February 26, 1995 |
"In heaven there is paradise, on earth Suzhou and Hangzhou," according to a Chinese Yuan dynasty poet. Suzhou, in centuries past a haven for scholars, painters and poets, with its quiet walled gardens and jade-green (but don't look too closely) canals, still retains much of the old city's loveliness. And its citizens still love to eat the food that has made the city justly famous. Particularly when the weather begins to cool, they begin to think of crabs.
December 28, 1991 |
The Food and Drug Administration warned consumers Friday against eating the internal organs of Dungeness crab harvested off the coasts of California, Oregon and Washington because they may contain a harmful toxin. Although the crab meat itself is safe to eat, the viscera, or internal organs, may contain domoic acid, a naturally occurring toxin produced by marine plankton, FDA Commissioner David A. Kessler said.
October 13, 2012 |
Are you a connoisseur of agony? Then drop by Starry Kitchen for a bite some evening, somewhere around 9 p.m. if you can swing it, and listen to the customers who have been denied a shot at the Singaporean chili crab. They will be muttering imprecations when they think the staff is out of listening range, grinding teeth, staring up at the glittering pastels of the high ceiling as if they expect a unicorn to flutter down from the rafters with a sackful of British Columbia's finest culinary export.
February 14, 2014 |
Really, River's End is a bit of heaven, where the beautiful Russian River meets the sea and the Sonoma coast in big rocks and crashing waves. A gourmet restaurant with drop-dead views is perched above the placid estuary of the river, separated by a sandy bar from the wild ocean beyond. After dinner, I had to walk only a few steps downhill to a knotty-wood cabin with a soft bed and a picture window instead of a TV. I stayed just one night, which cost me about $250 for dinner ($85) and the cabin ($162)
December 5, 2013 |
Total time: 2 hours, plus chilling and assembly time Servings: 4 Note: Please see the accompanying source box on where to buy seafood. Fresh, cooked Dungeness crab can be substituted for the live crab (omit Step 5). 2 bay leaves 8 parsley sprigs 4 thyme sprigs 3 cloves garlic 2 tablespoons black peppercorns 1 small to medium fennel bulb, trimmed and coarsely chopped 2 carrots, peeled and cut crosswise into about ¿1/2¿-inch pieces 3 leeks, dark and light parts, rinsed and cut into¿ ¿1/2¿-inch pieces 2 cups dry white wine 1 cup white wine vinegar 2 lemons, halved Fine sea salt 12 large shrimp (1 pound total)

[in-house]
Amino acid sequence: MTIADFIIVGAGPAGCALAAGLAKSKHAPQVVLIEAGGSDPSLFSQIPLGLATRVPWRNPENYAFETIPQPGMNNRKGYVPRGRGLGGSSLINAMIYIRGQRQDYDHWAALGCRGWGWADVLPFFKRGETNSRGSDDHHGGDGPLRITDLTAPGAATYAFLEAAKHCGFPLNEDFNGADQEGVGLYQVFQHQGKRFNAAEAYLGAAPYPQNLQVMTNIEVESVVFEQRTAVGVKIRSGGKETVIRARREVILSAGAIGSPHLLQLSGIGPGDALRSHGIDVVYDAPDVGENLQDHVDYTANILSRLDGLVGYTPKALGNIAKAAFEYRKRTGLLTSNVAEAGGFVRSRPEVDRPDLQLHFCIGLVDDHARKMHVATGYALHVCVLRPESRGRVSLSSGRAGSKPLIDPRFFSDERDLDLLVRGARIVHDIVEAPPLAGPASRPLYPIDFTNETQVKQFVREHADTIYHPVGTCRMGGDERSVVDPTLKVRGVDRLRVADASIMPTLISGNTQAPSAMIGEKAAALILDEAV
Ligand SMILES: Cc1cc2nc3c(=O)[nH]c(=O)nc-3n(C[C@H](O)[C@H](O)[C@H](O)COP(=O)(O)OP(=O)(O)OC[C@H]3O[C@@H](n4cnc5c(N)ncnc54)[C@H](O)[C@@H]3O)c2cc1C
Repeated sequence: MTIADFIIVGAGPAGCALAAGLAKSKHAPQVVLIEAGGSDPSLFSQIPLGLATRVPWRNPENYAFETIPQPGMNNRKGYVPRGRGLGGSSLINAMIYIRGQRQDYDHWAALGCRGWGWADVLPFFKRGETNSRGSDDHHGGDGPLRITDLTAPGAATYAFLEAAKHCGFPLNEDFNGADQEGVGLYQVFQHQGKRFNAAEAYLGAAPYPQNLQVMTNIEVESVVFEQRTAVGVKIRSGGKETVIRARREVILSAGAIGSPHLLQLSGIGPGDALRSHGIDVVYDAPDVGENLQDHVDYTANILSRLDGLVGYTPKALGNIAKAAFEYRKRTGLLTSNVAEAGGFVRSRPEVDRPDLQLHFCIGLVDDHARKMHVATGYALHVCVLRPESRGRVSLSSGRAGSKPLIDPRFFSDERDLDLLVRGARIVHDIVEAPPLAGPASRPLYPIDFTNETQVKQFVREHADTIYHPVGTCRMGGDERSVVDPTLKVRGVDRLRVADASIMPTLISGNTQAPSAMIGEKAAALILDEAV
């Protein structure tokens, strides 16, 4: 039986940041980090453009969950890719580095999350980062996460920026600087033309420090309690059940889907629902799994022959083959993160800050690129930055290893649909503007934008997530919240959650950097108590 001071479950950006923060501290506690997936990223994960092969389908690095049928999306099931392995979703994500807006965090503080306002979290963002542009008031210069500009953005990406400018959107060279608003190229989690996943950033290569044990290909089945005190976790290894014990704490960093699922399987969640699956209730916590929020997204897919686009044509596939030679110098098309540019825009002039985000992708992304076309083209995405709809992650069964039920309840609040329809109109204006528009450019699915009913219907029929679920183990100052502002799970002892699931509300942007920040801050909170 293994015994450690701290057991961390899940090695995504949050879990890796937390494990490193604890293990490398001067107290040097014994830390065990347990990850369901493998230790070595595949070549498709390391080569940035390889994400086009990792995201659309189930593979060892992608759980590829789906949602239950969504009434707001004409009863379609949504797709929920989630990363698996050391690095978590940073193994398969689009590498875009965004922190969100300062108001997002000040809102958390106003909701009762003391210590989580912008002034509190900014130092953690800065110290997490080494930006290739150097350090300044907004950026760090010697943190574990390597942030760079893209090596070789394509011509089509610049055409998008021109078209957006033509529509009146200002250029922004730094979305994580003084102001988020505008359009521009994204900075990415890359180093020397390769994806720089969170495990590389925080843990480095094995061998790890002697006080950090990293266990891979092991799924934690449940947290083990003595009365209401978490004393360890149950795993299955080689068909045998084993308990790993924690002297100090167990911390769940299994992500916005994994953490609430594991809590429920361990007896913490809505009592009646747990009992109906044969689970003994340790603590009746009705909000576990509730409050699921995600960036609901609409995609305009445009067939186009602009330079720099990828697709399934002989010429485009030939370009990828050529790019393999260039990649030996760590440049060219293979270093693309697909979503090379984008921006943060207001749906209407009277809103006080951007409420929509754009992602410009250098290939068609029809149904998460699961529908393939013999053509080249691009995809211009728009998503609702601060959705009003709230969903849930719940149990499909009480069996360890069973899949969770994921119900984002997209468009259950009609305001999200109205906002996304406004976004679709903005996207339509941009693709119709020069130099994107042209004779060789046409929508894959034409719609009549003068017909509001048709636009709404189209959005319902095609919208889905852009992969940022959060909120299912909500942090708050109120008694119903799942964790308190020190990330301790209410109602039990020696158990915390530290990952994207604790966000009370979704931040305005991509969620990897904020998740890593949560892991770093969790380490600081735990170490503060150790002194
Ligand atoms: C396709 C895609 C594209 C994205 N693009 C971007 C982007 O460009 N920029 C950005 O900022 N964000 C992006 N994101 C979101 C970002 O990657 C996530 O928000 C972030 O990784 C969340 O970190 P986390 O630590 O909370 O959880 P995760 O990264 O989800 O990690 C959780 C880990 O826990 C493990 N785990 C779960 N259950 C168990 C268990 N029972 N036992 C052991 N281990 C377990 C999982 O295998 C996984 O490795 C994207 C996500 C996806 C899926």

June 20, 2012 |
Revenge is best served cold. As in the chilled ceviche cocktail that Christine Ha served up Tuesday on "MasterChef" after she deftly dismantled a live crab. While blind! Take that, Ryan Umane. Ryan tried to trip up his competitors in a canned-versus-live challenge -- as in, he had to decide which of the remaining competitors would be forced to cook up a dish with canned crab, and who would be forced to use live crab. Ryan was strategic and brilliant. By and large, he gave the best home chefs the canned crab so they'd be forced to prepare a dish featuring the "inferior" ingredient.
October 13, 2012
Starry Kitchen in Tiara Café One of Los Angeles' favorite pop-ups pops up again - except when it doesn't. Call first to be sure, and to reserve the chili crab. LOCATION 127 E. 9th St., Los Angeles, (213) 814-1123, starrykitchen.com PRICES Appetizers, $5-$11; main courses, $11.50-$22.95, more for crab; desserts, $5-$6. DETAILS: Open 6 to 10 p.m. Tuesday to Saturday. Beer, wine and sake. Validated lot parking.
May 15, 2001 |
There may be a crisis brewing in the Chesapeake Bay, but this town's watermen are "damned if we can find it," one of them, Stewart Emily, said recently. They may be damned anyway. They come in from the bay every afternoon, bringing what they say is fresh evidence that Maryland's blue crab population is thriving. Their caps and sleeves are streaked with crab muck. Their hands are nicked. They have russet August sunburns three months early.
September 6, 1987
Mark Aspinwall's article on the Olympic Peninsula in the Aug. 23 issue was excellent. There is no question that the prime entry for an introductory hike to the Olympic Mountains is the Dosewallips River. Further, the Hoh rain forest is gorgeous and a once-in-a-lifetime experience. People combining the two or otherwise going around the north side of the peninsula can heighten their enjoyment in two ways. From Port Angeles there is a clearly marked road to Hurricane Ridge, a short and scenic side trip which gives a glorious view of the Olympics as an entity.